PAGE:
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Adam J    687
Posted (edited)

Today I removed my primary mirror for cleaning. On removing it and prior to cleaning I could immediately see that the coating was thin in places around the edge with light penetrating from the rear. This is the first time I have had it out and am quite disappointed in the quality of the mirror coating. 

Has anyone else seen this on SW mirrors? 

Cleaning went well and I replaced the mirror. 

Am wondering if it's worth having it recoated in a couple of years time when it dusts up again. Or many it's just as well to buy a whole new scope what with the 130pds being so cheap...problem is I could just end up with another poorly coated mirror. Does anyone know if SW put any other coatings on or is it just plain aluminium? 

Edited by Adam J

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Lockie    4,219

I'm guessing that's not right. I've owned plenty of Synta mirrors and never noticed translucent coatings. Synta (Skywatcher/Celestron) mirrors are supposed to be overcoated with something like silicon dioxide for longevity.

Do you think the thin coating will photograph? It would be interesting to see.

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Adam J    687
2 hours ago, Lockie said:

I'm guessing that's not right. I've owned plenty of Synta mirrors and never noticed translucent coatings. Synta (Skywatcher/Celestron) mirrors are supposed to be overcoated with something like silicon dioxide for longevity.

Do you think the thin coating will photograph? It would be interesting to see.

Mirror is back in now could never see it untill I removed it. But I'll have a go.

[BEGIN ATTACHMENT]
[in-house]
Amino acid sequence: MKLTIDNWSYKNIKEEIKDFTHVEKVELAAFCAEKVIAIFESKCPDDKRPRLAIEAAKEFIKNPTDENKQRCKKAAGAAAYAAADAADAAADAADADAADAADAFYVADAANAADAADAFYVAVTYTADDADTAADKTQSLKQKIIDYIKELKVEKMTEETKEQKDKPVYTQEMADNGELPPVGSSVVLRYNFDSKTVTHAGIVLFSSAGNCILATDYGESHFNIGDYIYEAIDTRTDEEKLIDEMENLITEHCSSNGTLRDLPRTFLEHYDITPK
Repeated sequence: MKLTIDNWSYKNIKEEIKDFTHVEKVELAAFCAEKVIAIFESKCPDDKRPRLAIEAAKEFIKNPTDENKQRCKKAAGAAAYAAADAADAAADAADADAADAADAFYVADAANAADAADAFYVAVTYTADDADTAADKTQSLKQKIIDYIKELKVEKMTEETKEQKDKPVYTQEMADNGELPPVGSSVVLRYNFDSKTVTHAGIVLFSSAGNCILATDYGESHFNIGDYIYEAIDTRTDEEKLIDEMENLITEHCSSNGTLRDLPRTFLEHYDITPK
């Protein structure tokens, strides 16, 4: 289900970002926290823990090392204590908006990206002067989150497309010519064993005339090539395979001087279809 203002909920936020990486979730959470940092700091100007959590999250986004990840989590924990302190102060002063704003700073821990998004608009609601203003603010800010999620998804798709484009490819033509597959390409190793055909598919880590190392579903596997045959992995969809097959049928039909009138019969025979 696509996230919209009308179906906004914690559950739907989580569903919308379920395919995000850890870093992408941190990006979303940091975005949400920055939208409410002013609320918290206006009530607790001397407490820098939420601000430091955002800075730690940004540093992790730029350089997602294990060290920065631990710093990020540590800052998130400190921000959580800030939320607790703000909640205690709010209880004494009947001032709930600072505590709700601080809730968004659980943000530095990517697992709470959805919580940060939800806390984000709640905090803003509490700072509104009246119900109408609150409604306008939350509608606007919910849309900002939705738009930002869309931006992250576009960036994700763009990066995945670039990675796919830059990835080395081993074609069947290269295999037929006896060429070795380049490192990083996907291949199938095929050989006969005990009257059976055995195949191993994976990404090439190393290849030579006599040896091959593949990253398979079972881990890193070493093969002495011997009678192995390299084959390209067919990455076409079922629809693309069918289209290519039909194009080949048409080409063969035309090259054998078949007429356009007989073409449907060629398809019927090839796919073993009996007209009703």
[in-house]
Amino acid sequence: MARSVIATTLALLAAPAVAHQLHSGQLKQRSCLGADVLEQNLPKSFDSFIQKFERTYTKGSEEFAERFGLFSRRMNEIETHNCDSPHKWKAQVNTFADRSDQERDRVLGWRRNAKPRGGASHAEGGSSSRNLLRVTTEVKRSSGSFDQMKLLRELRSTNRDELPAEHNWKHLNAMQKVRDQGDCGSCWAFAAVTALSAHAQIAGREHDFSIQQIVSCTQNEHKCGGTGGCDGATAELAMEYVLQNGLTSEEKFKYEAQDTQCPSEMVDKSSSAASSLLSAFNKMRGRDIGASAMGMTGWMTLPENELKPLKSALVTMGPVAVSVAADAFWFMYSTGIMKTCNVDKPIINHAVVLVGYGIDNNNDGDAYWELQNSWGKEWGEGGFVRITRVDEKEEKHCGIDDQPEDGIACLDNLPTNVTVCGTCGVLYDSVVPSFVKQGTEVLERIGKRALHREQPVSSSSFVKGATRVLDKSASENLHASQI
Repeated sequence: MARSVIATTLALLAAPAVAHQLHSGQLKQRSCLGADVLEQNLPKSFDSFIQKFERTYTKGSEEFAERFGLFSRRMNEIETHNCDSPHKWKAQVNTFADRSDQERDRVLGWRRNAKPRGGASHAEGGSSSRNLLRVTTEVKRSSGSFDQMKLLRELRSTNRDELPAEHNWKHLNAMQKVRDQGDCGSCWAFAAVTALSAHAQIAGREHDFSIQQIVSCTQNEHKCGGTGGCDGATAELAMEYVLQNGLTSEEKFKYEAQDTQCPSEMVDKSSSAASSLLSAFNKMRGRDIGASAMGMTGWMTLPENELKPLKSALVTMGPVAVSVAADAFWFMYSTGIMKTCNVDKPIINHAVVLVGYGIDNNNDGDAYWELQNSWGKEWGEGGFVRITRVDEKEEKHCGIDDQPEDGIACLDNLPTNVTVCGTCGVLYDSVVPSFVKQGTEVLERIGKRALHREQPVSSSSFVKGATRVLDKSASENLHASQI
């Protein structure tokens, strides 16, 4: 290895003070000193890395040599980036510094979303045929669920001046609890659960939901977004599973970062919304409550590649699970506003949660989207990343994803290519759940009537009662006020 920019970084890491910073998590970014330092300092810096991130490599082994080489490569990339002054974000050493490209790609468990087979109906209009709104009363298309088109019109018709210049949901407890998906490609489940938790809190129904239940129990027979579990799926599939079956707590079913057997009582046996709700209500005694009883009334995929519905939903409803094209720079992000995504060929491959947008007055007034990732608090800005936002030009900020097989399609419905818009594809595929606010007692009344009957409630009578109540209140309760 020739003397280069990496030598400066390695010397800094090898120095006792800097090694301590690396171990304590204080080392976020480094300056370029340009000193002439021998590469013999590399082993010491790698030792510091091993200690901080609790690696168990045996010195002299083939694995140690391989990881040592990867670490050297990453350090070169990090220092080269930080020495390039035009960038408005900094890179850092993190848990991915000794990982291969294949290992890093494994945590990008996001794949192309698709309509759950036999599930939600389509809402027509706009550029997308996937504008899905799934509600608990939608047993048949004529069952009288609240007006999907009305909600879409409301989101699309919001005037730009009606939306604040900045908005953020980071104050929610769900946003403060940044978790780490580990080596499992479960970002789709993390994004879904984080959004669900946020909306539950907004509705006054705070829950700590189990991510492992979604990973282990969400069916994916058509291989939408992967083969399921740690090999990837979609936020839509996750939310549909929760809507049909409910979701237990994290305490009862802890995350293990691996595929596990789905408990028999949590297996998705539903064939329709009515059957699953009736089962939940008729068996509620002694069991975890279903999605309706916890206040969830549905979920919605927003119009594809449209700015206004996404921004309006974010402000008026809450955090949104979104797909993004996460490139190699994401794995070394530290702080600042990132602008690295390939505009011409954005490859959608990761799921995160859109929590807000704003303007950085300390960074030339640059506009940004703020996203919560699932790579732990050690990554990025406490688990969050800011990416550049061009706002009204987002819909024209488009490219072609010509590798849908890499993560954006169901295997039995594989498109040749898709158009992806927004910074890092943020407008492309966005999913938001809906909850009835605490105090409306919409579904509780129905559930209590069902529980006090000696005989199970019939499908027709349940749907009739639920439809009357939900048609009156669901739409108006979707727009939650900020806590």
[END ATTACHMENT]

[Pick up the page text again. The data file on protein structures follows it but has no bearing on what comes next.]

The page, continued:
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Peter Drew    6,243

Provided that the mirror looks clean and reflective when in the telescope I wouldn't worry too much about it. Too "thick" a coating may not copy the accurate figure polished on the mirror before coating.   :icon_biggrin:

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Adam J    687
3 hours ago, Peter Drew said:

Provided that the mirror looks clean and reflective when in the telescope I wouldn't worry too much about it. Too "thick" a coating may not copy the accurate figure polished on the mirror before coating.   :icon_biggrin:

You can only see when you shine a bright torch on it down the tube.  Otherwise it looks perfect. 

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Peter Drew    6,243

Shining a light on to optics is second only to looking at the Sun without protected optics on the list of things not to do with a telescope.   :D

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Adam J    687
1 hour ago, Peter Drew said:

Shining a light on to optics is second only to looking at the Sun without protected optics on the list of things not to do with a telescope.   :D

Perhaps I am being dumb or missing the sarcasm, but I was under the impression that only highly parallel light would be focused by a telescope mirror.

At any rate here are some pictures (I removed it again just for you chaps).

From above you can see the purplish areas of thin coating.

From off axis that are largely none visible.

image.thumb.png.acdf49ceca74771b6003f1b9902d8212.pngimage.thumb.png.084d13c4c5e66a41b5c65f36479cdd43.png

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pipnina    538
3 minutes ago, Adam J said:

Perhaps I am being dumb or missing the sarcasm, but I was under the impression that only highly parallel light would be focused by a telescope mirror.

I believe the nature of parabolic curves is that, irrespective of distance, light from a point source which is on-axis (center frame) will always come to focus. I could be mistaken however.

The purple spots do seem strange, but I've not seen anything like it before so I'm afraid I cannot provide any insight :(